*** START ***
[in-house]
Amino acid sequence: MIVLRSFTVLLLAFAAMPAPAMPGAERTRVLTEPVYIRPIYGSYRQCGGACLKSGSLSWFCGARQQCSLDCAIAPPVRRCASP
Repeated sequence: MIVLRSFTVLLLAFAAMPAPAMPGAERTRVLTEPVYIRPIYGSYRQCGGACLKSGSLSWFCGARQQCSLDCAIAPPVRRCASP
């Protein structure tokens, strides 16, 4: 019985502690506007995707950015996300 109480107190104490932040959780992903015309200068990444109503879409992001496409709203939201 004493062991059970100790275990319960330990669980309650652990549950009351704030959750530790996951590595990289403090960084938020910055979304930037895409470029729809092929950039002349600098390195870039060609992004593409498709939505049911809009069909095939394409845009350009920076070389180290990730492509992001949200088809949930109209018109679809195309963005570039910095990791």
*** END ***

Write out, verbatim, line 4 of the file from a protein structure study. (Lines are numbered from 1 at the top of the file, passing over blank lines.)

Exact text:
């Protein structure tokens, strides 16, 4: 019985502690506007995707950015996300 109480107190104490932040959780992903015309200068990444109503879409992001496409709203939201 004493062991059970100790275990319960330990669980309650652990549950009351704030959750530790996951590595990289403090960084938020910055979304930037895409470029729809092929950039002349600098390195870039060609992004593409498709939505049911809009069909095939394409845009350009920076070389180290990730492509992001949200088809949930109209018109679809195309963005570039910095990791």